Canned fish, tinned vegetables, and cheese and nuts have emerged as the staple stars of any menu to be served to the over 70s, tackling everything from constipation to confusion/depression and muscular weakness. The very best dietary source for the elderly is oily fish which helps to maintain healthy bones and muscle strength, while vitamin C and zinc, found in fresh fruit, nuts, dairy and seeds will help to prevent pressure sores and infection. Calcium supports normal blood clotting and to stave off osteoporosis, a common condition in the elderly. Canned salmon, dark green vegetables and cheese will help with this. Iron is an essential part of haemoglobin in red blood cells which carries oxygen around the body. Deficiency causes anaemia. Good sources include red meat, offal such as liver, dark green leafy vegetables, pulses and some dried foods.
• Chunky beef and vegetable or Tuscan bean soup • Pasta sauce with grilled vegetables on pasta • Canned stewed steak and meaty gravy with green beans • Canned chunky chicken and vegetables
Simple suppers • Toast topped with tinned mackerel in tomato sauce or canned wild red salmon • Scrambled eggs or sliced ham on toast with grilled tomatoes • Fish cakes with carrots and peas • Jacket potato with baked beans and cheddar cheese
Oven or microwave • Fish pie with steamed broccoli • Cottage pie with canned or frozen peas • Aberdeen Angus steak and ale top crust pie with mashed potato • Quiche Lorraine with vegetables
Snacks • Soreen fruity sliced malt loaf or banana loaf with sunflower spread • Hot milky drinks like Ovaltine, hot chocolate and Horlicks with a stive biscuit digestive read of Marmite or • A spread nut butter on toast peanut ty or fruity yogurt • Nutty
Sweet eet Treats • Apple le or blackberry mble crumble ned fruit with jelly • Canned king apples stewed • Cooking in a saucepan with ar, served sugar, withh custard ted cream • Clotted rice pudding The
Betw Be ween 200000 and 2009, the annuall nuumber e of labooraatoory-cconnfirm er r ed caasees off lis iste t ri r ossis mor o e thann doubl blled frrom om 114 too 2334 casess in the UK. Inn 20112, theeree were 184 labooratooryconfirmed caases, which rem co mai ains elevvated el att d (moore r thaan 50 5 %) % above leve le velss obser ve e ve v d inn thee 199 9 0s. The Ag A encyy aims to redduce the number of cassess off list steriosis in the UK by the year 20115 th t rooughh the Liistter e ia Rissk Maanageme M ment n Programme. TThhe progra r mm mmee will focus on best pprr ac a tice in reelati t on to prrovidingg ffooodd too vu v ln l erablee patients and wi w ll pprrov ovid i e pr id praac ti t cal suppport fo f r sttaff inn hospitalss and similar healthcare eesta t blis ishm mentss who hav ave rreesppon o sibililty for o providi d ng foood to:: • Pregnant women e and the heirir unb n orn and newl w y delivere red in infantss • People aged 60 years andd overr with wea e kened immuune syste tems m • Peeople with we weakkenned immun u e system ems due to illness illneesss, disease diseeas ase or med e ication LListeriosi s s has a sign g ifificannt pu p bl b icc hhealth and ecoonomi m c impa pact because of its high ho bbe h spitalisation aand mortalit ityy ratee. Most st people iinfe f cted withh liisteriaa are hos ospi p taaliisedd andd ap aan a prrox o imat a el e y a th thir i d di ir d e. TThhe di d seas asee cost stts the thh UK UK econo nomy myy an est s imatted e £24 245mililliionn a year.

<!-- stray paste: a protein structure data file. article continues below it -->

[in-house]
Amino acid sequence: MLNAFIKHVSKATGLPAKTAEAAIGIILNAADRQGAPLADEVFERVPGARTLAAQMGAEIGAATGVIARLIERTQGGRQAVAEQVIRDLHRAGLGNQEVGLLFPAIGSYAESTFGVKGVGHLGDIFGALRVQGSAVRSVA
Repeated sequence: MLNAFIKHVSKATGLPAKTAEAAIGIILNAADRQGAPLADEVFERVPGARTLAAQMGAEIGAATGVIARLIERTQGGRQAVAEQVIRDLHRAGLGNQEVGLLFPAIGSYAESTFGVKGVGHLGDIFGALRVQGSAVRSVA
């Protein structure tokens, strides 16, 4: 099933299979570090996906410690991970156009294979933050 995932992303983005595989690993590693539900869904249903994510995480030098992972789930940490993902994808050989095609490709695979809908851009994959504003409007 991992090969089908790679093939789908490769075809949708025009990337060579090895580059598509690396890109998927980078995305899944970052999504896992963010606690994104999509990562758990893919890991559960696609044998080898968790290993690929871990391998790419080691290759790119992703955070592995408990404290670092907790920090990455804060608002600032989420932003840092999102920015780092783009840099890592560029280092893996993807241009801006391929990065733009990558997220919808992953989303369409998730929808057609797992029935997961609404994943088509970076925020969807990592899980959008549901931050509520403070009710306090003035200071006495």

FSA aims to reduce the number of cases of listeriosis in the UK by the year 2015... OCTOBER 2013 15